How great is July? Coming back to a garden that has doubled in size in a week, walking through the Copley Square farmer’s market that’s just bursting with produce, eating meals composed entirely of vegetables because they’re just that good – it’s definitely a season of plenty. In fact it’s so plentiful that I’m torn between the natural inclination to eat smaller, lighter meals in this hot weather and the desire to eat as many eggplants, tomatoes, beans, cherries, peaches, plums, and berries as I can during their short season.
In particular, I can’t get enough of stone fruit. Sweet cherries eaten ice cold from the fridge, plums so perfect that the juice dribbles down your chin with every bite, peaches baked until hot and bubbly under a buttery crumble – these fruits of summer are so fleeting that in my opinion, it’s worth eating as many of them as you can while they’re around. There are many great single fruit recipes for each type of fruit, but they also marry well with one another, whether in a luscious cobbler or a simple but addictive fruit salad like this one.
I don’t know about you, but for me, the words “fruit salad” conjure up an image of a sad, not quite cold enough bowl of mushy bananas and unwanted cantaloupe, with a straggling strawberry or two that the pickers left behind. You know, the kind of fruit salad you used to find at every picnic, bbq, and pool party; the one that played second fiddle to the hamburgers and dirt cake. This salad is an entirely different story. Elegant, colorful, and slightly floral, with no filler fruits that get left behind, everyone in my family had at least 3 servings at dinner, even after eating these turkey cobb sandwiches, which were easily the most delicious sandwiches I’ve ever made. Inspired by the just-blossoming lavender plants in my mom’s Maine garden, I decided to drizzle the fruit with a lemon lavender syrup, which truly tied the whole dish together. You can use whatever stone fruits you have lying around – just make sure the salad is served cold, and give it an hour or two to soak in the lavender flavor.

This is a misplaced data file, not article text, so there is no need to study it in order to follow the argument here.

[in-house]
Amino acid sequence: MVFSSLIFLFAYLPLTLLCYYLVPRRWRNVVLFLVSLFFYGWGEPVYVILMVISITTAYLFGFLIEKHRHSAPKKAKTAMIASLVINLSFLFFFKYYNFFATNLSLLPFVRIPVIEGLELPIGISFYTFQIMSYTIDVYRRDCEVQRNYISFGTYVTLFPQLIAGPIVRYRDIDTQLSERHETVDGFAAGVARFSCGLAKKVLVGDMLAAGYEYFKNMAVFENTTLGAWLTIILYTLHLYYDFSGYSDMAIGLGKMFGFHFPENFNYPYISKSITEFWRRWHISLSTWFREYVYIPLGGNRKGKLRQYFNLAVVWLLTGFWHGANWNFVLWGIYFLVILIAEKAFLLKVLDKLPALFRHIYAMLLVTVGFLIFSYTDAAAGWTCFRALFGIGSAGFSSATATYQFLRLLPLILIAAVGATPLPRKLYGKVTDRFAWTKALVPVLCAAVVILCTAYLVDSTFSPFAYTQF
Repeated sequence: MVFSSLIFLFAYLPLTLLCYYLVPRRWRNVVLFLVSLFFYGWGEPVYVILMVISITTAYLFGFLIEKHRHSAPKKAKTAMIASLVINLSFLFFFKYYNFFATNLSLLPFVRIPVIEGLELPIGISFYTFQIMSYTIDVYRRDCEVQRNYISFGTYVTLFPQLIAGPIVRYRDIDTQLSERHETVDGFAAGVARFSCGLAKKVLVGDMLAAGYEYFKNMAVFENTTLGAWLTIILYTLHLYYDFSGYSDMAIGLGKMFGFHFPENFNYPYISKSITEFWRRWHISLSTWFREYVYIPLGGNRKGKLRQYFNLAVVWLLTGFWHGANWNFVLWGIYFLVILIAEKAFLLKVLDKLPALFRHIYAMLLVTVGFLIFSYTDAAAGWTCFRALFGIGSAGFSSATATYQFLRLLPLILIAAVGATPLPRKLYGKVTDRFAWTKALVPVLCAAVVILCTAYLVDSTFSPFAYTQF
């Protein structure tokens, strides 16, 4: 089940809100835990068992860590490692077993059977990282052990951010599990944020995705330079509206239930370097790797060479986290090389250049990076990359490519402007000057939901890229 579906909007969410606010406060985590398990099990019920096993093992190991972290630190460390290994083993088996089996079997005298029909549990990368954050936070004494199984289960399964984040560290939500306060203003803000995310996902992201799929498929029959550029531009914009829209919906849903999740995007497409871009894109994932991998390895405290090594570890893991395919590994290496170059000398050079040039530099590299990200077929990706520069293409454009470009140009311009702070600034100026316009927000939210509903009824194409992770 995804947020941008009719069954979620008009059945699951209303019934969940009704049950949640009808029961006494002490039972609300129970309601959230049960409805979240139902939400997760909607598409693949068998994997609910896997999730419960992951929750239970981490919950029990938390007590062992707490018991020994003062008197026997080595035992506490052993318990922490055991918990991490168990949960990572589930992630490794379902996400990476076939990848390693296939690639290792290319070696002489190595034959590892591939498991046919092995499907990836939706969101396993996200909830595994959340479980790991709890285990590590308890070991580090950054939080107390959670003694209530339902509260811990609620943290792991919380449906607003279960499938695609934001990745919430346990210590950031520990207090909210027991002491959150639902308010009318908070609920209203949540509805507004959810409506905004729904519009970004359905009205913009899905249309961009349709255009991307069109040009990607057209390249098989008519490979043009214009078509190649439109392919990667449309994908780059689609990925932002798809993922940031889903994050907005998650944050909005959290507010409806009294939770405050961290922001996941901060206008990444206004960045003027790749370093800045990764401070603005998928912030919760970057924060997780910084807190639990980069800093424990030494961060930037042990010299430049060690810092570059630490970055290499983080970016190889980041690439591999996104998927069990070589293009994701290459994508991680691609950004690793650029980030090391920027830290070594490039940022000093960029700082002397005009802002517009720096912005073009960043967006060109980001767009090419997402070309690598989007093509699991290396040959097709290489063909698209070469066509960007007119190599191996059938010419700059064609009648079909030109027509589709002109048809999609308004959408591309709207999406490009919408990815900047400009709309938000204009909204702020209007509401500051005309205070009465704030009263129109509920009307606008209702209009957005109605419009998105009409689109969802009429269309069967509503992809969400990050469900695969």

Head on over to Greatist for the full recipe!
Other stone fruit recipes to celebrate July:1